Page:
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Wall Street ends lower, Treasury yields climb as debt ceiling talks in spotlight


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Wall Street ends lower, Treasury yields climb as debt ceiling talks in spotlight

DOW JONES. A screen displays the closing numbers for the Dow Jones Industrial Average on the floor of the New York Stock Exchange in New York City, May 16, 2023.

Brendan McDermid/Reuters

The Dow Jones Industrial Average falls 1.01%, the S&P 500 loses 0.64%, and the Nasdaq Composite drops 0.18% on Tuesday, May 16

NEW YORK, USA – US stocks closed lower on Tuesday, May 16, and benchmark Treasury yields extended their rise as mixed economic data, weak corporate results, and ongoing debt ceiling negotiations in Washington dampened investor risk appetite.

While all three major US stock indexes ended down, the tech-heavy Nasdaq’s losses were held in check by momentum megacaps including Amazon, Alphabet, and Microsoft.

President Joe Biden and House of Representatives Speaker Kevin McCarthy met to try to hammer out details of an agreement to raise the US debt ceiling to avoid a catastrophic default in the face of a looming deadline.

“There is a question whether there’s enough time to get a full deal done rather than a temporary extension, but it doesn’t mean they can’t come to an agreement in a few weeks,” said Tom Hainlin, national investment strategist at US Bank Wealth Management in Minneapolis. “It’s just the timeline is more compressed this time, and these negotiations play out in the public sphere, and that leads to increasing volatility until we get to an agreement.”

Disappointing results from Home Depot, the largest US home improvement chain, combined with weaker-than-expected retail sales data suggested consumer spending is losing some momentum as restrictive monetary policy dampens demand.

However, a core measure of retail sales suggested the American consumer continues to bolster the economy.

“We have a cautious outlook for the year, but so far we’ve made it through the first quarter with consumer spending fairly robust and corporate profits not as bad as expected,” Hainlin said. “But we’re not out of the woods yet.”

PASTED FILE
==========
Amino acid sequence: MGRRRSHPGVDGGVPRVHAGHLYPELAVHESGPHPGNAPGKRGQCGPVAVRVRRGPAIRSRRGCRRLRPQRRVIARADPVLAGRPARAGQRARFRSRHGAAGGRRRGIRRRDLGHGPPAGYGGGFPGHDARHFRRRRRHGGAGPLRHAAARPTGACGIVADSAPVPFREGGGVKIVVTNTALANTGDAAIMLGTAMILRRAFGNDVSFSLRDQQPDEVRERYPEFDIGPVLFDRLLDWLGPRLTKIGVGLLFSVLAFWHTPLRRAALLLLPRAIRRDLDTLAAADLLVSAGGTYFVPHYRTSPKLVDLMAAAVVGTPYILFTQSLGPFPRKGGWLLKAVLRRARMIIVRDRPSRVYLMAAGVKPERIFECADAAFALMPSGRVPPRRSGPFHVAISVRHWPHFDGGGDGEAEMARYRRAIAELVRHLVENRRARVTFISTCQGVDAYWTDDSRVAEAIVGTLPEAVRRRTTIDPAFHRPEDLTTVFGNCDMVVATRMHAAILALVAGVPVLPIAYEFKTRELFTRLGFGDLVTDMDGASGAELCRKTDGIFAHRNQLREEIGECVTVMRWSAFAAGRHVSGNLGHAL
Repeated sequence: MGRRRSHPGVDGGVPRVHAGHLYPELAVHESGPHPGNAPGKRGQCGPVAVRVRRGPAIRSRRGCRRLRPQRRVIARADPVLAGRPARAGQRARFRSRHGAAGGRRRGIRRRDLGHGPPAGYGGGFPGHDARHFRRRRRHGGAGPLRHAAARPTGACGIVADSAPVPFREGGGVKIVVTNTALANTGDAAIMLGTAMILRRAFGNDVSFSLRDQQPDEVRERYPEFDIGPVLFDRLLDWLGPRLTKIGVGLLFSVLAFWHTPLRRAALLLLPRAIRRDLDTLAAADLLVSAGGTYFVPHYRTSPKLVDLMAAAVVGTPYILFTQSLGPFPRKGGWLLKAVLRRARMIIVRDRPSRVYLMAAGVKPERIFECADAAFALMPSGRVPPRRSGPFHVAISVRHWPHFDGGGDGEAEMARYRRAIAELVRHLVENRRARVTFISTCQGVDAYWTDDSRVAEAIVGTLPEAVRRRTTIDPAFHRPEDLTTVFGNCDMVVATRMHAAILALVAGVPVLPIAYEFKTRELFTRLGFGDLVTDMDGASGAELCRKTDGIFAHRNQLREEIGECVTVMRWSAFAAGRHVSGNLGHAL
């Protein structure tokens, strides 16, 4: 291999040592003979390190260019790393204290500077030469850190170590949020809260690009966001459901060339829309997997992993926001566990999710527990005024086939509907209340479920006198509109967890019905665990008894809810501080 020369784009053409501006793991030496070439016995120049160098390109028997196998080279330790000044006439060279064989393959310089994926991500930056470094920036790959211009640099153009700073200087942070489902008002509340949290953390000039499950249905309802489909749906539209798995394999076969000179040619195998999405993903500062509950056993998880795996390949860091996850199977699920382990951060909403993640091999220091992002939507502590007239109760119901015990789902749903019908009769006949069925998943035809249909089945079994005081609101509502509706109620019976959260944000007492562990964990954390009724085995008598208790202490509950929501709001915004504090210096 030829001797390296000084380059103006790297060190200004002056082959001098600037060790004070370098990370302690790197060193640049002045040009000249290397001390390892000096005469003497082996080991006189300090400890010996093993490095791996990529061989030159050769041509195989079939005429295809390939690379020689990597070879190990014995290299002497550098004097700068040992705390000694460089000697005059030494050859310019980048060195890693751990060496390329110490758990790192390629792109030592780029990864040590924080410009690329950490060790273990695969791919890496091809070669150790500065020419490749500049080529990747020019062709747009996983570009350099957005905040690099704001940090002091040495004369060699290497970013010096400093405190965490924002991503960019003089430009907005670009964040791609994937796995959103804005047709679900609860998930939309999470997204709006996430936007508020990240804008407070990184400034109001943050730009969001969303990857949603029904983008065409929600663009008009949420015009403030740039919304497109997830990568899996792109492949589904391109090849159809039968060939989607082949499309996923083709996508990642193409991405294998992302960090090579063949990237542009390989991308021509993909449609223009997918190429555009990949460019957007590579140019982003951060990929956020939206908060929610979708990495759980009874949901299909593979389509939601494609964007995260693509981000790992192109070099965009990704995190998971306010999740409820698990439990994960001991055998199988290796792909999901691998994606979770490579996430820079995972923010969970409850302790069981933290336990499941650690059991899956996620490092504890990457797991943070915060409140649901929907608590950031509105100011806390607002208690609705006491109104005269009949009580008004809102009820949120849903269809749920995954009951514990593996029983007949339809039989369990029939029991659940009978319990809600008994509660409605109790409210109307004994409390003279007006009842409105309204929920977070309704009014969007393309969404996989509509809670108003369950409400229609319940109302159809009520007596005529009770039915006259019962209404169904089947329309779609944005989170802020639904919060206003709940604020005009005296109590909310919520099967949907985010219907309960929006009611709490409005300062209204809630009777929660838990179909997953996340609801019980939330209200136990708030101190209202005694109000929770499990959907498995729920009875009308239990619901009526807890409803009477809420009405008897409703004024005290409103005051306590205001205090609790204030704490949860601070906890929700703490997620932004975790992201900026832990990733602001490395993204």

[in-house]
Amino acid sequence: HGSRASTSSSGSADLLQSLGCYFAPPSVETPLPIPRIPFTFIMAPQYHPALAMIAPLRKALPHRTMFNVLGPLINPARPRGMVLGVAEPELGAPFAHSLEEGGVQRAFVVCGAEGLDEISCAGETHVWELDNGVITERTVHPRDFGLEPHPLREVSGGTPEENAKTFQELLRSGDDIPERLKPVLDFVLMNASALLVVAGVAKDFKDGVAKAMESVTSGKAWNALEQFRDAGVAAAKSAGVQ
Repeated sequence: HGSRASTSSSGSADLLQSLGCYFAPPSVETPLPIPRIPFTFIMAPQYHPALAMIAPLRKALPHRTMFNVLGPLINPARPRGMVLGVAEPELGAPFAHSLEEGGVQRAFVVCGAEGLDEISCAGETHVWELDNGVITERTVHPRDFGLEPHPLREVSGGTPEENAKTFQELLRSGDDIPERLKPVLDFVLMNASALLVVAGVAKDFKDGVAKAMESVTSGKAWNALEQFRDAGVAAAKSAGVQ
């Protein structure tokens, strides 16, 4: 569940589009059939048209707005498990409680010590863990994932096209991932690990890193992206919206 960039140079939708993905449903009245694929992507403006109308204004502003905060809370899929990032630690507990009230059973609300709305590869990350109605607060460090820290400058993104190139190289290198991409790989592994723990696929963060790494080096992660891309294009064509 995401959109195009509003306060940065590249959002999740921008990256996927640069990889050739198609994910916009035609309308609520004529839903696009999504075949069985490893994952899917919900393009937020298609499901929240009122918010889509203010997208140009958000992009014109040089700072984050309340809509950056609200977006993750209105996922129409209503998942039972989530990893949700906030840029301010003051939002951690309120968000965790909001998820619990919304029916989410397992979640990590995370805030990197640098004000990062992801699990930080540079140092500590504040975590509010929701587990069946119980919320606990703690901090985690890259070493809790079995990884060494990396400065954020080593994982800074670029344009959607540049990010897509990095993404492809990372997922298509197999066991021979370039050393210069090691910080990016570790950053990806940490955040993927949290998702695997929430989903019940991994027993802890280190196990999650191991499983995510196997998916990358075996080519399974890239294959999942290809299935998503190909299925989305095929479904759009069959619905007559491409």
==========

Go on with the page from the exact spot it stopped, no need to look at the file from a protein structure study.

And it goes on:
The Dow Jones Industrial Average fell 336.46 points, or 1.01%, to 33,012.14, the S&P 500 lost 26.38 points, or 0.64%, to 4,109.9, and the Nasdaq Composite dropped 22.16 points, or 0.18%, to 12,343.05.

European shares ended lower as downbeat earnings and the US retail sales data stoked worries about softer consumer spending.

The pan-European STOXX 600 index lost 0.42% and MSCI’s gauge of stocks across the globe shed 0.54%.

Emerging market stocks rose 0.05%. MSCI’s broadest index of Asia-Pacific shares outside Japan closed 0.14% lower, while Japan’s Nikkei rose 0.73%.

US Treasury yields continued to rise on the heels of economic data, which suggest economic resilience despite the Federal Reserve’s restrictive policy.

Benchmark 10-year notes last fell 7/32 in price to yield 3.5339%, from 3.508% late on Monday, May 15.

The 30-year bond last fell 10/32 in price to yield 3.8601%, from 3.842% late on Monday.

The greenback inched higher against a basket of world currencies after the retail sales data showed underlying signs of consumer resiliency as focus shifted to the wrangling over the debt ceiling in Washington.

The dollar index rose 0.2%, with the euro down 0.1% to $1.0861.

The Japanese yen weakened 0.14% versus the greenback at 136.32 per dollar, while sterling was last trading at $1.2482, down 0.36%.

Oil prices dipped as weaker-than-expected economic data in both the United States and China shot down a higher global demand forecast from the International Energy Agency.

US crude edged down 0.35% to settle at $70.86 per barrel, and Brent settled at $74.91 per barrel, down 0.43% on the day.

Gold prices slid in opposition to the rising dollar.

Spot gold dropped 1.5% to $1,990.68 an ounce. –

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